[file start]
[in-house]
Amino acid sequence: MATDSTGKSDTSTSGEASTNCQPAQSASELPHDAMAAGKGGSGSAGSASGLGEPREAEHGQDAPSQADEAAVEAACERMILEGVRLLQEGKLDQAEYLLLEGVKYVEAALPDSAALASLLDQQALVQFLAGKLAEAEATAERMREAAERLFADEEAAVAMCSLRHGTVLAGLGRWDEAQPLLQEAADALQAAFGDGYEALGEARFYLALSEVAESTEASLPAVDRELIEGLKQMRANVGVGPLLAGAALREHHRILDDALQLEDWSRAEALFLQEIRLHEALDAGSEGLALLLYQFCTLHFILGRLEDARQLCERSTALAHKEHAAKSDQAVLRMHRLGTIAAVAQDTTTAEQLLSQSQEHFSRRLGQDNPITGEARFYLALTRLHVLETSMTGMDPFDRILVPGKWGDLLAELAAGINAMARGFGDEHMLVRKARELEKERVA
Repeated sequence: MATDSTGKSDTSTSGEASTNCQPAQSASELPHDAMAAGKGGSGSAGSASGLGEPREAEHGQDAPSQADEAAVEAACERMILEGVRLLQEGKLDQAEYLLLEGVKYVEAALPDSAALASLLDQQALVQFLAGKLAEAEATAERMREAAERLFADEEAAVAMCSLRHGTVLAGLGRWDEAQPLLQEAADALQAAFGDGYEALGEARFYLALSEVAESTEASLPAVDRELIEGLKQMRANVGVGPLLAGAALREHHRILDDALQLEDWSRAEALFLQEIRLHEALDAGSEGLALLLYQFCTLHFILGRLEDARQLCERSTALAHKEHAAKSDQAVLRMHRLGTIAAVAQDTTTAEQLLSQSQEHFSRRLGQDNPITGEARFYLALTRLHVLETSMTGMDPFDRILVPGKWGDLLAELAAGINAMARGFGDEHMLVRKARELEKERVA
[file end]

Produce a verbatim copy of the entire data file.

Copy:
[in-house]
Amino acid sequence: MATDSTGKSDTSTSGEASTNCQPAQSASELPHDAMAAGKGGSGSAGSASGLGEPREAEHGQDAPSQADEAAVEAACERMILEGVRLLQEGKLDQAEYLLLEGVKYVEAALPDSAALASLLDQQALVQFLAGKLAEAEATAERMREAAERLFADEEAAVAMCSLRHGTVLAGLGRWDEAQPLLQEAADALQAAFGDGYEALGEARFYLALSEVAESTEASLPAVDRELIEGLKQMRANVGVGPLLAGAALREHHRILDDALQLEDWSRAEALFLQEIRLHEALDAGSEGLALLLYQFCTLHFILGRLEDARQLCERSTALAHKEHAAKSDQAVLRMHRLGTIAAVAQDTTTAEQLLSQSQEHFSRRLGQDNPITGEARFYLALTRLHVLETSMTGMDPFDRILVPGKWGDLLAELAAGINAMARGFGDEHMLVRKARELEKERVA
Repeated sequence: MATDSTGKSDTSTSGEASTNCQPAQSASELPHDAMAAGKGGSGSAGSASGLGEPREAEHGQDAPSQADEAAVEAACERMILEGVRLLQEGKLDQAEYLLLEGVKYVEAALPDSAALASLLDQQALVQFLAGKLAEAEATAERMREAAERLFADEEAAVAMCSLRHGTVLAGLGRWDEAQPLLQEAADALQAAFGDGYEALGEARFYLALSEVAESTEASLPAVDRELIEGLKQMRANVGVGPLLAGAALREHHRILDDALQLEDWSRAEALFLQEIRLHEALDAGSEGLALLLYQFCTLHFILGRLEDARQLCERSTALAHKEHAAKSDQAVLRMHRLGTIAAVAQDTTTAEQLLSQSQEHFSRRLGQDNPITGEARFYLALTRLHVLETSMTGMDPFDRILVPGKWGDLLAELAAGINAMARGFGDEHMLVRKARELEKERVA